The fur industry is developing a corona vaccine for mink and Finnraccoon with a research group at the University of Helsinki
"The SARS-CoV-2 virus, which causes the Covid-19 disease, is not just a new infectious disease that poses a serious threat to human health. Its spread to animals in agriculture, the fur industry and wildlife in Finland must be prevented quickly and effectively. This may require exceptional, very rapid action that we have seen regarding the human vaccine, says Tarja Sironen, Assistant Professor of Threatening Infectious Diseases at the University of Helsinki, whose research team aims to combat the spread of SARS-CoV-2 virus in Finnish society.
Of the fur animal species, the mink and Finnraccoon are particularly susceptible to covid-19 infection. An effective vaccine must prevent the emergence of the SARS-CoV-2 virus on Finnish fur farms, says Jussi Peura, research director leading the corona contingency and vaccine project at FIFUR. "Experimental animal experiments and verifications related to vaccine development take time, but we are working to get a working vaccine ready and distributed to producers as soon as possible," says Peura.
"Finns have responded responsibly to the new coronavirus threat with their own actions, and fortunately vaccination on humans has already begun. We are now developing an animal vaccine with FIFUR's partner network to ensure the safety of fur breeding for many years to come., States FIFUR's CEO Marja Tiura.
"Preliminary immunization results from fur animal experiments are now also promising. This project provides important research information about the effectiveness of vaccines and protects the health of animals and people who take care of animals, says Professor Olli Vapalahti.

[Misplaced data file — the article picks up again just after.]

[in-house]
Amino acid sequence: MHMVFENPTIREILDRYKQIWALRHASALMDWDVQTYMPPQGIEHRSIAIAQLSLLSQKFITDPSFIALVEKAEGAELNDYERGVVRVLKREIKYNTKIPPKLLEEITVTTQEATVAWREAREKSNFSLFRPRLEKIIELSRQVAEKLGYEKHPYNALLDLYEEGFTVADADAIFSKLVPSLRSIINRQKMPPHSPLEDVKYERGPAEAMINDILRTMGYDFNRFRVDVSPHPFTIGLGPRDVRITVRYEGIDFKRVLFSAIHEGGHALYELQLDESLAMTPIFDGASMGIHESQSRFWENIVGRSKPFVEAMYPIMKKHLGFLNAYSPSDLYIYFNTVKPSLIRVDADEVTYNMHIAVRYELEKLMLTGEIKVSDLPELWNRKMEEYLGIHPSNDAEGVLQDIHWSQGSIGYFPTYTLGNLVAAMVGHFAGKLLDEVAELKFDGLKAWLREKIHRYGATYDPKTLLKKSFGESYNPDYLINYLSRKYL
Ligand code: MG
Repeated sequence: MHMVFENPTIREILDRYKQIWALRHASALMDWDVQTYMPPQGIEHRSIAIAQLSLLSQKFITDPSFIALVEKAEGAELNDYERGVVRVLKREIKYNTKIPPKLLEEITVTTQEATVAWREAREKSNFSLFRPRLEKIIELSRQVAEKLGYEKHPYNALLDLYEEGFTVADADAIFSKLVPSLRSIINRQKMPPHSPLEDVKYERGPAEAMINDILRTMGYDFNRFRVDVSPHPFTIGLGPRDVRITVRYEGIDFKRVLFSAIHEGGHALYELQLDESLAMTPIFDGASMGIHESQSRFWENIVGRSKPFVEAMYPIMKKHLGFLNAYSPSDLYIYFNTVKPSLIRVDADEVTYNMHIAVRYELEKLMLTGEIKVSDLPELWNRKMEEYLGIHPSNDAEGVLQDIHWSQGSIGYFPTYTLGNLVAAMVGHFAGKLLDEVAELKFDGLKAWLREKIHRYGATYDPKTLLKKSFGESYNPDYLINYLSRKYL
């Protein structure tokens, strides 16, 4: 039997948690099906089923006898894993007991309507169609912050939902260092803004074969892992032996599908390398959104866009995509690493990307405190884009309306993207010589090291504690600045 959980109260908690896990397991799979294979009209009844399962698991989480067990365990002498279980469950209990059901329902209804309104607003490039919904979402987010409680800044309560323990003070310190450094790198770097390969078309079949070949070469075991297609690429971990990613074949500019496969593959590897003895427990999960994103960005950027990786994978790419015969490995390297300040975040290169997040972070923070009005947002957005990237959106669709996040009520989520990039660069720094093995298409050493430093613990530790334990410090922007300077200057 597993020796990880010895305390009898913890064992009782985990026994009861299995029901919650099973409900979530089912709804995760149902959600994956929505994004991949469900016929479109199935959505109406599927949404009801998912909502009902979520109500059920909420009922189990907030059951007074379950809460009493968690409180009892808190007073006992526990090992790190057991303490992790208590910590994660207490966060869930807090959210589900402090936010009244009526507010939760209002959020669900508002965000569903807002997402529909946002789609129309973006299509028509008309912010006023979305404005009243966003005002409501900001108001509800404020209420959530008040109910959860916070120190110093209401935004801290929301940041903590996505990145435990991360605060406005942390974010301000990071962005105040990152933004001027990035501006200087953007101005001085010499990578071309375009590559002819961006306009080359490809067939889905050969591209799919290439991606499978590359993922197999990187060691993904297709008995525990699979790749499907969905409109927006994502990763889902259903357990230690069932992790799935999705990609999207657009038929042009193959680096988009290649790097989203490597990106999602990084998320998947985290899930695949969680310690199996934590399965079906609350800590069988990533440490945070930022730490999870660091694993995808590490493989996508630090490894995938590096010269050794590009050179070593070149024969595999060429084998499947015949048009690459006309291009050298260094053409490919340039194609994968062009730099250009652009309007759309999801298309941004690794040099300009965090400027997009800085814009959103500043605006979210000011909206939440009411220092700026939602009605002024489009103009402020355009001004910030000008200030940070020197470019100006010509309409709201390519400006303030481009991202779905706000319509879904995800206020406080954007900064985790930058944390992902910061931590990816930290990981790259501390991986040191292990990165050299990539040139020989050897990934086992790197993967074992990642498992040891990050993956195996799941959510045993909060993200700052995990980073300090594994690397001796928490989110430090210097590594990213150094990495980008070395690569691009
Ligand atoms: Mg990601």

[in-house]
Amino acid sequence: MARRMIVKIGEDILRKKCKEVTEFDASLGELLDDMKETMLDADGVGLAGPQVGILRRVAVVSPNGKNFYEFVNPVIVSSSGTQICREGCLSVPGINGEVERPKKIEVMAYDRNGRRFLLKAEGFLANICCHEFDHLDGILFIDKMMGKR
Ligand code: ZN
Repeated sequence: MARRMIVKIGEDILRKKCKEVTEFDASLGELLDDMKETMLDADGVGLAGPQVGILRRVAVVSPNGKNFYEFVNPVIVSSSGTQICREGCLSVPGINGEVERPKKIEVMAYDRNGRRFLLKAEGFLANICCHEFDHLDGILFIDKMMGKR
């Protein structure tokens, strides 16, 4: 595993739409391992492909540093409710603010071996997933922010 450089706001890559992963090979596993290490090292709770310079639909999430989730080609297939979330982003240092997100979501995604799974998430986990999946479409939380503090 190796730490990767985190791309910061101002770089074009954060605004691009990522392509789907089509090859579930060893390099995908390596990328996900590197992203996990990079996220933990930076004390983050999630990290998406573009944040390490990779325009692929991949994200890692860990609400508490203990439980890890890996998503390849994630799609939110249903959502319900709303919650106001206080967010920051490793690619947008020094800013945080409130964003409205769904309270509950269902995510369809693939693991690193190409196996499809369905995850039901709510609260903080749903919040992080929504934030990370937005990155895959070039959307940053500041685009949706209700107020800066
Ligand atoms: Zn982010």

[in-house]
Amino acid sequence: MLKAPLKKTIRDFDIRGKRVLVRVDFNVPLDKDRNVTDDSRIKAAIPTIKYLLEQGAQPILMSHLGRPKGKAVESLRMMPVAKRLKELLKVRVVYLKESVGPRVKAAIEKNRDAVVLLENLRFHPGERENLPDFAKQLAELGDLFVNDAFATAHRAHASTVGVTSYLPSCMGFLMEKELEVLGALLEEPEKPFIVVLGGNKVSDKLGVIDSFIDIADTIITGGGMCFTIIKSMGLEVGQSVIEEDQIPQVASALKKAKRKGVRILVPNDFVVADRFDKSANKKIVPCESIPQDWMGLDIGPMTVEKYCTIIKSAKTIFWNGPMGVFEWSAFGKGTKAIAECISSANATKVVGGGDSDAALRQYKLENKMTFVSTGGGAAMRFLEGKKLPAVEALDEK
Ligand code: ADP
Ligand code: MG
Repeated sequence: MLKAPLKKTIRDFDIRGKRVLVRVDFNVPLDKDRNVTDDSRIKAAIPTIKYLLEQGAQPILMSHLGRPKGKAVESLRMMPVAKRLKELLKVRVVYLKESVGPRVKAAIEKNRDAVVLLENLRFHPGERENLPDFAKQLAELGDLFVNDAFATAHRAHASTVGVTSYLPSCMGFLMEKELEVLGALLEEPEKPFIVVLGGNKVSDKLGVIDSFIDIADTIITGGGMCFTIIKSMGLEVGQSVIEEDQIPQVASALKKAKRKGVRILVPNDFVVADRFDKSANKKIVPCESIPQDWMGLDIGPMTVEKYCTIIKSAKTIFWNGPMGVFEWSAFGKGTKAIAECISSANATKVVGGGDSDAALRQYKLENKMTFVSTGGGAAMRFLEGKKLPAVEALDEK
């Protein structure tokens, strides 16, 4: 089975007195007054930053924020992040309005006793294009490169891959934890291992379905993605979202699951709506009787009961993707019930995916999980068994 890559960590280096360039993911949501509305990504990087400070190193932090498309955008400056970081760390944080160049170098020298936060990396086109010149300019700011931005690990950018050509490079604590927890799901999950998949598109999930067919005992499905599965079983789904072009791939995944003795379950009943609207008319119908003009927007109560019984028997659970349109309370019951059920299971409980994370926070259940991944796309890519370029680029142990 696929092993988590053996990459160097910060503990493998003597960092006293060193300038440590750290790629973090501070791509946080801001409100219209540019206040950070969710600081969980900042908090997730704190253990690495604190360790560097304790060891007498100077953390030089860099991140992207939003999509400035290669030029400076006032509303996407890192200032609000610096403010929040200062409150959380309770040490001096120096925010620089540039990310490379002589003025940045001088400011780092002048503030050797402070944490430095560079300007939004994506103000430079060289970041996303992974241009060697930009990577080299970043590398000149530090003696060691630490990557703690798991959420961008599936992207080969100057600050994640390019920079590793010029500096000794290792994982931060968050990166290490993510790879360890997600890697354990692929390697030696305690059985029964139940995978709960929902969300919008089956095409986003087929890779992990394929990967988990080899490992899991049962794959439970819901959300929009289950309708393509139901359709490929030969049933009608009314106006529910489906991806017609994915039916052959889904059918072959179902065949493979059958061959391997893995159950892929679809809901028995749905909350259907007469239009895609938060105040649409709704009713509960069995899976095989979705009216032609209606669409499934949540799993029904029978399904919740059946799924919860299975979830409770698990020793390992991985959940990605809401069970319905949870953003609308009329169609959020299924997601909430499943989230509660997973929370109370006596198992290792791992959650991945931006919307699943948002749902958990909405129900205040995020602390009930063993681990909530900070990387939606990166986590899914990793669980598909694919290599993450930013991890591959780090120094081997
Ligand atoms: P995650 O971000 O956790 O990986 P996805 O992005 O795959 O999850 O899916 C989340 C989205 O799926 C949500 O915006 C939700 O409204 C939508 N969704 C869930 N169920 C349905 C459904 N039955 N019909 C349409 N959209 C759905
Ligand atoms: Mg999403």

The fight against corona continues in full force
The fur breeders have successfully followed the strict guidelines for protection that have been drawn up together with the Finnish authorities since the spring and summer of 2020. The results of the Food Authority's mink test have been negative, ie so far no Covid-19 infections in fur animals have been detected on Finnish fur farms.
"We will continue to fight the corona with all our might in cooperation with the authorities. In Denmark, a hasty decision was made in the autumn to kill the country's minks and thus the base for the industry in Denmark. With the vaccine project, we are working responsibly to ensure the success of the Finnish industry now that the prices of fur have also shown signs of rising, Marja Tiura continues.
Jussi Peura, Research director, Finnish Fur Breeders’ Association, +358 400 637 255
Marja Tiura, CEO, Finnish Fur Breeders’ Association, +358 50 511 3060
Tarja Sironen, Assistant Professor of Threatening Infectious Diseases, University of Helsinki, +358 50 4471588
Olli Vapalahti, Professor of Zoonotic Virology, University of Helsinki, +358 50 4488 842